Increased Longevity in Mice via Polyamines and Gut Bacteria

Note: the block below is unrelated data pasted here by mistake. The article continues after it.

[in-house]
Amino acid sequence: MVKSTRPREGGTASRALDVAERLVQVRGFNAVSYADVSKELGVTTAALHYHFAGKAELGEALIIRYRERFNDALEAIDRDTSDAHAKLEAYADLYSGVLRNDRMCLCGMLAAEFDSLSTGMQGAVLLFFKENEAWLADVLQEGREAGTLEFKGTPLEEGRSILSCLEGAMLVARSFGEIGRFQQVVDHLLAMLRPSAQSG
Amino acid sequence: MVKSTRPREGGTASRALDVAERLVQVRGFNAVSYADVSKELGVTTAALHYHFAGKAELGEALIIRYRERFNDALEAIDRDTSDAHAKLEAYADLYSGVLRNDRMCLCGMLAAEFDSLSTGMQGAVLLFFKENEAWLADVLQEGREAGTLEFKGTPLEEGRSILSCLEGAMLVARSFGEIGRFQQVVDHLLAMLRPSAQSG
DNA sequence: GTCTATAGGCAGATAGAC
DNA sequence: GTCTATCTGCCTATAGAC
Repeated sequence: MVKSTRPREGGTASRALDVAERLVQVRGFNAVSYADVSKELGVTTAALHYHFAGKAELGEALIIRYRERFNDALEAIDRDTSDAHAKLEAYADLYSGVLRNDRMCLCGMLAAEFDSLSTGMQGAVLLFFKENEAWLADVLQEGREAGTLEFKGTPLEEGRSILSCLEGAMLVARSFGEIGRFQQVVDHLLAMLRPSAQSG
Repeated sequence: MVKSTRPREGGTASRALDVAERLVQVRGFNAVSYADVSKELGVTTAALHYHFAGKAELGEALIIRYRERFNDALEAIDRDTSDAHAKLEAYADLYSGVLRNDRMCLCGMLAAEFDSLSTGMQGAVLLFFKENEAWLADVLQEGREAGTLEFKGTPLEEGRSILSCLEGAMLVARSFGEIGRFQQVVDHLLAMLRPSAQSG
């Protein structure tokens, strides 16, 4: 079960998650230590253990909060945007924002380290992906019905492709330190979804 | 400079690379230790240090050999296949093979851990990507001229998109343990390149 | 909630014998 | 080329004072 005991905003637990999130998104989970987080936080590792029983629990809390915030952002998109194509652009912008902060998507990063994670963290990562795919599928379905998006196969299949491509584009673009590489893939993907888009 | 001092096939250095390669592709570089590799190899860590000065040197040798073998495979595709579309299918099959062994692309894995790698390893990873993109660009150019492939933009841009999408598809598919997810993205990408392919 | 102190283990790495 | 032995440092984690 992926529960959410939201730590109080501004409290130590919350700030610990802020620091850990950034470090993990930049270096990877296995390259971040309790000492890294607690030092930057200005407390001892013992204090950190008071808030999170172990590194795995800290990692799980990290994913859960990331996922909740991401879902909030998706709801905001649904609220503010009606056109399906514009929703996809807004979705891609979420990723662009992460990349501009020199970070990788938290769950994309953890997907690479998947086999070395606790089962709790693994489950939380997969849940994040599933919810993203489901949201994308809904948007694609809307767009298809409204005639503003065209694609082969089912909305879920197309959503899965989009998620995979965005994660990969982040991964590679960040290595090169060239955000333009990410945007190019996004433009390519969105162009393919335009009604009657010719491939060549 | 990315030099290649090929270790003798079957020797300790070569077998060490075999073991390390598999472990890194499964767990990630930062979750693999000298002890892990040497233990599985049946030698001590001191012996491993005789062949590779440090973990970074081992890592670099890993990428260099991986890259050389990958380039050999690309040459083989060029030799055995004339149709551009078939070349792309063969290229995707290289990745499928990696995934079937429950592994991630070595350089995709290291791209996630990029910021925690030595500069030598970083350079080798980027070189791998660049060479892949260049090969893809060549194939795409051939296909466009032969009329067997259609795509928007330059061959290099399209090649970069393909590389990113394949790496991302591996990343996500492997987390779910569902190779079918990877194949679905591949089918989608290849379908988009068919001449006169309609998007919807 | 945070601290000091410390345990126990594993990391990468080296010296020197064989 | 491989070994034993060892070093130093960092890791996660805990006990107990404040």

Polyamines have been of interest since spermadine was shown to extend life in mice. Another topic of growing interest is the influence of gut bacteria on metabolism and longevity, and here is research to link these two items: "In mammals, levels of polyamines (PAs) decrease during the ageing process; PAs are known to decrease systemic inflammation by inhibiting inflammatory cytokine synthesis in macrophages. ... The probiotic strain Bifidobacterium animalis subsp. lactis LKM512 is known to increase intestinal luminal PA concentrations. ... We supplemented the diet of 10-month-old Crj:CD-1 female mice with LKM512 for 11 months, while the controls received no supplementation. Survival rates were compared [and] LKM512-treated mice survived significantly longer than controls; moreover, skin ulcers and tumors were more common in the control mice." A caution here is that this result may well involve inadvertent calorie restriction: any dietary supplementation may affect appetite and thus level of caloric intake, and all studies have to be considered in light of the fact that even mild calorie restriction has beneficial effects on mouse health and life span.



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